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YFN Lucci Set The Tone For SXSW With The Official YFNBC Heartless Stage

Every year thousands of film, media, and music lovers migrate from all over the world to Austin, Texas to attend…

Every year thousands of film, media, and music lovers migrate from all over the world to Austin, Texas to attend one of the biggest festivals of the year–SXSW.

With well loved artists and celebrities making their way to Austin as well for panels, shows, and simply to hang out–its more than likely that a civilian will run into someone they admire while taking a stroll on 6th Street.  This year I had a chance to cover some of the biggest events happening during SXSW, one of them being the Heartless stage given by YFNBC, starring YFN Lucci and more.

YFN Lucci Set The Tone For SXSW With The Official YFNBC Heartless StageYFN Lucci Set The Tone For SXSW With The Official YFNBC Heartless Stage

[shot by @Designershots]

Straight off the release of his debut project Ray Ray From Summerhill, YFN Lucci hit the stage at SXSW performing at the official YFNBC stage. Produced by YFN’s promotions and tour manager NoNo, the Heartless stage was the largest official SXSW stage featuring both known, and rising acts. From Ralo, Westside KJ, and Black Chris– YFN Lucci shared the stage with artists from all over including Atlanta, North Carolina, and even the Bahamas. YFN Lucci Set The Tone For SXSW With The Official YFNBC Heartless Stage

[shot by @designershots]

YFNBC teamed up with Backwoods, Blinde Panda, and No Daes Off Ent. to put on a one-of-a-kind event at the Nook Amphitheater, which hit capacity–not once, twice, but three times! This is the second year that Lucci and his team has sold out a 6th Street location for SXSW, which is the livest street of SXSW, even with new additions to the YFN label.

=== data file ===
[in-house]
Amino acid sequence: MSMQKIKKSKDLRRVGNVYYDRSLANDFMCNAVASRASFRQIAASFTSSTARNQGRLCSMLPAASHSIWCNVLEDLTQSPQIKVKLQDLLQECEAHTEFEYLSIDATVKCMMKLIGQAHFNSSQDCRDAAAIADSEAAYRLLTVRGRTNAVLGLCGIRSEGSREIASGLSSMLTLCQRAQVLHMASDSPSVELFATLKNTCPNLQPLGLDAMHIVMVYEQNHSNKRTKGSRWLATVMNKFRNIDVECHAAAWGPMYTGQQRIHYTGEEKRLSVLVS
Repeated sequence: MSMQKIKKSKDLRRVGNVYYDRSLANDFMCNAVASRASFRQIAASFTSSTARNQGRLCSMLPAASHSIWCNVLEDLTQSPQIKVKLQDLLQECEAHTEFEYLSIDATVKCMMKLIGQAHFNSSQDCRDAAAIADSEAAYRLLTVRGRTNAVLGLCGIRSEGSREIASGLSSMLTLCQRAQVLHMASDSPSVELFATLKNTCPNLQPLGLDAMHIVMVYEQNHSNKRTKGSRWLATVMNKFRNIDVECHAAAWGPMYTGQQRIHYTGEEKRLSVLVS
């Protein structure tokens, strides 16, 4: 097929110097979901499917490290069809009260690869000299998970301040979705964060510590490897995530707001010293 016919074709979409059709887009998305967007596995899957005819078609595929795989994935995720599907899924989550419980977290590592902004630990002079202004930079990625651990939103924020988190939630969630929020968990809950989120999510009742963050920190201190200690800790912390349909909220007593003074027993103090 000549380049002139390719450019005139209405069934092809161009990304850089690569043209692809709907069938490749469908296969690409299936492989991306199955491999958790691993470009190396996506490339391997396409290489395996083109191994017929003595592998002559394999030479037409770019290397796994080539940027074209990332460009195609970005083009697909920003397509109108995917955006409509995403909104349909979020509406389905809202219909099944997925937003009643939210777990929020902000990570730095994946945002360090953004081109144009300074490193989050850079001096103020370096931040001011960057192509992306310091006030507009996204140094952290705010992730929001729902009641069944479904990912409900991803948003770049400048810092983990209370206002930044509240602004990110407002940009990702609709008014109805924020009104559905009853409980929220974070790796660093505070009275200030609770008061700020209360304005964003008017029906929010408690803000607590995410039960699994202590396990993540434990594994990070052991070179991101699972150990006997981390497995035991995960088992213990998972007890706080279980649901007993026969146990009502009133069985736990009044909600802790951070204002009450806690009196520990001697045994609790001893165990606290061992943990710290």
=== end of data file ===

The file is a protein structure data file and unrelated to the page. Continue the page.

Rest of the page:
YFN Lucci Set The Tone For SXSW With The Official YFNBC Heartless Stage

[shot by @designershots]

YFN Lucci Set The Tone For SXSW With The Official YFNBC Heartless Stage[shot by @designershots]

Lucci continues to show that his team is not one to be second guessed. SXSW has proven this!

Contributions from Martie Bowser @RoleModelPublicity

Amber Corrine or call me AC, (its fine) lol. YouTube personality| videographer-singer-writer-photographer. I like to dabble in all kinds of media. I am a two-time college grad and I run my own beauty&lifestyle website www.ambercorrine.com
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Track Seven Band Makes A Strong Reintroduction With “Memory Loss” Single

Today’s game is truly a never-ending cycle of here today and gone tomorrow. For Track Seven Band, haven’t released a…

Today’s game is truly a never-ending cycle of here today and gone tomorrow. For Track Seven Band, haven’t released a project since 2016’s The Try And The Fail, the uphill battle it seems is reigniting the flame within casual fans who may have moved on to the next one. It’s this overarching idea that guides Cost’s pen for their brand new single “Memory Loss.”

RELATED: #IndieSpotlight: Track Seven Band – The Try And The Fail

There is a lot to unpack with this single. Top-level, there is this flagrant (metaphorical) slap across the head — as though he’s screaming, “I’m still here, stupid.” Below the surface, Cost takes the opportunity to reiterate his position, introduces rumor inducing storylines, and takes a look back at his past.

In the first verse, he drops mention of having traveled around the world on the dime of a figure whom he chooses to keep anonymous; as he explains, this person gave him the motivation he needed to jumpstart his career, but has since “turned faces.” It’s in this act — he further notes that haters induce the same phenomenon — that he seems to have found the strength to thrive.

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The second verse begins by reiterating where he’s come from — noting that section 8 and financial aid were his life preservers in his darkest moments. He also notes that he’s still in debt (half of which he paid off with the money he made selling weed). All this isn’t done to glorify anything, but rather serve as motivation. It also hammers home the fact that he has been there and done that, too.

Perhaps in a way, he’s exuding the same motivation that he felt traveling the world.